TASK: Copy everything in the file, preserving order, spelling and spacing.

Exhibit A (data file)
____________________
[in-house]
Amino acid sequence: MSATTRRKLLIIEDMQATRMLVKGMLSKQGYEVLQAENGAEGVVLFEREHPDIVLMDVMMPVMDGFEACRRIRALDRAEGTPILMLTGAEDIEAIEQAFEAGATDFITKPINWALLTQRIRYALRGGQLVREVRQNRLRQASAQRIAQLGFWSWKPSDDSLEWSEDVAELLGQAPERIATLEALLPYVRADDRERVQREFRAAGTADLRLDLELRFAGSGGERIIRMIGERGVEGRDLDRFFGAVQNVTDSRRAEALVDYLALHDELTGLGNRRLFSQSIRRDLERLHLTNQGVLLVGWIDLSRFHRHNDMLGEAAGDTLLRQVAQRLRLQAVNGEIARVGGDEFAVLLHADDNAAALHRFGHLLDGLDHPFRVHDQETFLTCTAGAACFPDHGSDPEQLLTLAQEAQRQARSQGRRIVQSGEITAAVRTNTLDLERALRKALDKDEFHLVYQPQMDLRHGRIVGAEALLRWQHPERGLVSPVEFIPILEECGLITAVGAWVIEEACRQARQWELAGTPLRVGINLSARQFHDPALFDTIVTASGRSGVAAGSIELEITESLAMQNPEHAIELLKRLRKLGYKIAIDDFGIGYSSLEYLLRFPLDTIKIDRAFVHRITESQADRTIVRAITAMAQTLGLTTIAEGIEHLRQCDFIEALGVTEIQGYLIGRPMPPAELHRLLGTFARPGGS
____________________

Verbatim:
[in-house]
Amino acid sequence: MSATTRRKLLIIEDMQATRMLVKGMLSKQGYEVLQAENGAEGVVLFEREHPDIVLMDVMMPVMDGFEACRRIRALDRAEGTPILMLTGAEDIEAIEQAFEAGATDFITKPINWALLTQRIRYALRGGQLVREVRQNRLRQASAQRIAQLGFWSWKPSDDSLEWSEDVAELLGQAPERIATLEALLPYVRADDRERVQREFRAAGTADLRLDLELRFAGSGGERIIRMIGERGVEGRDLDRFFGAVQNVTDSRRAEALVDYLALHDELTGLGNRRLFSQSIRRDLERLHLTNQGVLLVGWIDLSRFHRHNDMLGEAAGDTLLRQVAQRLRLQAVNGEIARVGGDEFAVLLHADDNAAALHRFGHLLDGLDHPFRVHDQETFLTCTAGAACFPDHGSDPEQLLTLAQEAQRQARSQGRRIVQSGEITAAVRTNTLDLERALRKALDKDEFHLVYQPQMDLRHGRIVGAEALLRWQHPERGLVSPVEFIPILEECGLITAVGAWVIEEACRQARQWELAGTPLRVGINLSARQFHDPALFDTIVTASGRSGVAAGSIELEITESLAMQNPEHAIELLKRLRKLGYKIAIDDFGIGYSSLEYLLRFPLDTIKIDRAFVHRITESQADRTIVRAITAMAQTLGLTTIAEGIEHLRQCDFIEALGVTEIQGYLIGRPMPPAELHRLLGTFARPGGS